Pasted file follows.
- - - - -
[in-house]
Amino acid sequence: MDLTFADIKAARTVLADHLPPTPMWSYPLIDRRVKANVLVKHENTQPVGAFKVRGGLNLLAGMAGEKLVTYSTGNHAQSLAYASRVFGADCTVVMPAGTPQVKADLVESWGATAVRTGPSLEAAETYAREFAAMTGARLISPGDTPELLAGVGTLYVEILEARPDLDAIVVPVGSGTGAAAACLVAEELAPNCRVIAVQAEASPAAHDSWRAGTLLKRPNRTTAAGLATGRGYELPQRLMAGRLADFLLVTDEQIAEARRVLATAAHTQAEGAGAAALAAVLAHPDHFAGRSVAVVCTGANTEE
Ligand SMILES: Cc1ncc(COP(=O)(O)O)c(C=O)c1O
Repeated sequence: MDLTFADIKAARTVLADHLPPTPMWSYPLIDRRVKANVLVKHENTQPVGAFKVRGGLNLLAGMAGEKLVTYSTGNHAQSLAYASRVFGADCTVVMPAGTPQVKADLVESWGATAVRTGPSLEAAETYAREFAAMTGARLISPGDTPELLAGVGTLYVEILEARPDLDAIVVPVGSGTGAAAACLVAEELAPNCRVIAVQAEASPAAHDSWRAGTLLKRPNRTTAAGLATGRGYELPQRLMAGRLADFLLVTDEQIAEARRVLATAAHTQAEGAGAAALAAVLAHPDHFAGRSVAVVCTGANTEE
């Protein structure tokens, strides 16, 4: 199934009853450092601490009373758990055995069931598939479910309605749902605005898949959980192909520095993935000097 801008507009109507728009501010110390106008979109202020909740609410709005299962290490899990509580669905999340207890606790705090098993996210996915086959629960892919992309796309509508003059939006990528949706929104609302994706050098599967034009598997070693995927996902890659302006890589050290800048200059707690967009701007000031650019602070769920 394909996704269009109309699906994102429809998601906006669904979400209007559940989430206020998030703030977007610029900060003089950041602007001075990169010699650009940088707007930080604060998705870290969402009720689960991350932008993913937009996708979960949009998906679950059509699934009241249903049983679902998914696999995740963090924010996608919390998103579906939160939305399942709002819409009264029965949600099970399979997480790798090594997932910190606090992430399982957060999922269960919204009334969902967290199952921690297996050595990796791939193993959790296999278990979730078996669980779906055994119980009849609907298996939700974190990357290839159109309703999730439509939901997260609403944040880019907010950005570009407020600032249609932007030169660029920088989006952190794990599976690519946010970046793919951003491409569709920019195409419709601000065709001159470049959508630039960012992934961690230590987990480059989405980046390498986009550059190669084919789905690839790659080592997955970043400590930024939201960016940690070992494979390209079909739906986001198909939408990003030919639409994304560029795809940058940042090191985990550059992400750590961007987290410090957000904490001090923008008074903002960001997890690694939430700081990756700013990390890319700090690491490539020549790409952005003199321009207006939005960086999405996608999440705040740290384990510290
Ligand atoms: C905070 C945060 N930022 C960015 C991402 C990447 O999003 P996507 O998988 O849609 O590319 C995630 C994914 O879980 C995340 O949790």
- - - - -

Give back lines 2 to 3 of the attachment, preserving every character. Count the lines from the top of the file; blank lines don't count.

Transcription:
Amino acid sequence: MDLTFADIKAARTVLADHLPPTPMWSYPLIDRRVKANVLVKHENTQPVGAFKVRGGLNLLAGMAGEKLVTYSTGNHAQSLAYASRVFGADCTVVMPAGTPQVKADLVESWGATAVRTGPSLEAAETYAREFAAMTGARLISPGDTPELLAGVGTLYVEILEARPDLDAIVVPVGSGTGAAAACLVAEELAPNCRVIAVQAEASPAAHDSWRAGTLLKRPNRTTAAGLATGRGYELPQRLMAGRLADFLLVTDEQIAEARRVLATAAHTQAEGAGAAALAAVLAHPDHFAGRSVAVVCTGANTEE
Ligand SMILES: Cc1ncc(COP(=O)(O)O)c(C=O)c1O